Riverfly on the Esk is a citizen science project located on the Lothian Esk which flows through Midlothian and East Lothian. It joins a nationwide network of Riverfly Partnership groups across the UK, monitoring freshwater invertebrates as indicators of river health.
Riverfly on the Esk is a Citizen Science project launched in July 2017, located on the Lothian Esk, Midlothian (River Esk Map). It joins a nationwide network of Riverfly Partnership groups across the UK, monitoring freshwater invertebrates (Riverfly) as indicators of river health. This project is run entirely by the local community supported by experts and local partners. It has grown from 6 to 26 Riverfly Partnership trained river monitors, who carryout monthly sampling of 9 sites, located along the North, South and Lothian Stetch of the Lothian Esk. Training is offered by a member of the team who is a qualified Riverfly Partnership trainer.
The Lothian Esk attracts visitors from both within and out with the local community, popular with walkers, anglers and local nature enthusiasts. The river has suffered from a history of pollution from multiple sources, including mine water and sewage waste. Concern for the river’s health motivated the community to get involved in practical action. Riverfly on the Esk works in partnership with the local environment agency, angler groups and recreational users, raising awareness and collecting data on the biological health of the river, using riverflies as the indicator species. The data collected feeds into a national database and uses a trigger system to provide early detection of pollution events. There is strong evidence that over at least the last few decades there has been a widespread decline in the numbers of riverflies in some British rivers. Riverfly surveys also provides information that contributes to the knowledge and understanding of these invertebrates.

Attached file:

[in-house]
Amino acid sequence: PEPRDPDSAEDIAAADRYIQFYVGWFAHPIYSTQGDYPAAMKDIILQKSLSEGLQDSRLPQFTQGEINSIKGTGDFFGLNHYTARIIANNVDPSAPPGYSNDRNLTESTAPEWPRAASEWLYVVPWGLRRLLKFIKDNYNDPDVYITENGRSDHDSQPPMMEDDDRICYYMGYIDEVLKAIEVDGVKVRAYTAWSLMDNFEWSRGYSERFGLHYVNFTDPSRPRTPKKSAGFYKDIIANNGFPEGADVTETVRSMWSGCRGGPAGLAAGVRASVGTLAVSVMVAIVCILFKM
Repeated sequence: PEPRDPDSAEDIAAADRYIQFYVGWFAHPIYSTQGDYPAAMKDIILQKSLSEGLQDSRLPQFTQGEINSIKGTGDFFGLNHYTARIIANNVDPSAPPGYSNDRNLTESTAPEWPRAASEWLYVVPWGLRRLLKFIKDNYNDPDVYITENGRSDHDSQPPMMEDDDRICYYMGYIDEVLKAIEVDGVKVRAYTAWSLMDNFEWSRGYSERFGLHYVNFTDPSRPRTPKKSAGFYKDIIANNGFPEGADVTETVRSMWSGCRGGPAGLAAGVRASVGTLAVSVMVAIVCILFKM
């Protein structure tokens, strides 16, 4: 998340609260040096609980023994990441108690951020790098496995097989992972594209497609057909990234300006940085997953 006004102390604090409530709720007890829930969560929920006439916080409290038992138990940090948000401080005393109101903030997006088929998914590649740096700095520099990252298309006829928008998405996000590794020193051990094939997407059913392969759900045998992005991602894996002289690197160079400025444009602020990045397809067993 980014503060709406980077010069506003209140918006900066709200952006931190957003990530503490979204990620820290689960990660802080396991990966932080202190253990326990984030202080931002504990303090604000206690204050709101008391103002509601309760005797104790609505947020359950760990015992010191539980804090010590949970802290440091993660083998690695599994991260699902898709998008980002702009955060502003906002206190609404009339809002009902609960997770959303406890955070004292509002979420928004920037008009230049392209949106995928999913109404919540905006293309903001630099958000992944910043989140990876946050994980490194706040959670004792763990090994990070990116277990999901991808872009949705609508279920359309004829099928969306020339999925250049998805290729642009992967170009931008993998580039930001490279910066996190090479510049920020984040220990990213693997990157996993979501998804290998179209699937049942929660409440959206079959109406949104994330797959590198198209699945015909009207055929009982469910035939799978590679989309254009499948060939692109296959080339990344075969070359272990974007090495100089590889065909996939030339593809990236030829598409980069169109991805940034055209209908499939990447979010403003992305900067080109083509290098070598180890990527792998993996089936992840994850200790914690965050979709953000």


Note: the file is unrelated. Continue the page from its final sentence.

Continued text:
By joining the group, you can access certified training and be part of the monitoring team. The project is open to anyone who wishes to play a part in improving the health of the river. Participation can involve taking a sample from the river channel or identifying the invertebrates on the bank side. You need no prior experience or qualifications, just a few hours a month and a keen interest to learn!
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This page was added on 19 Jan 2021
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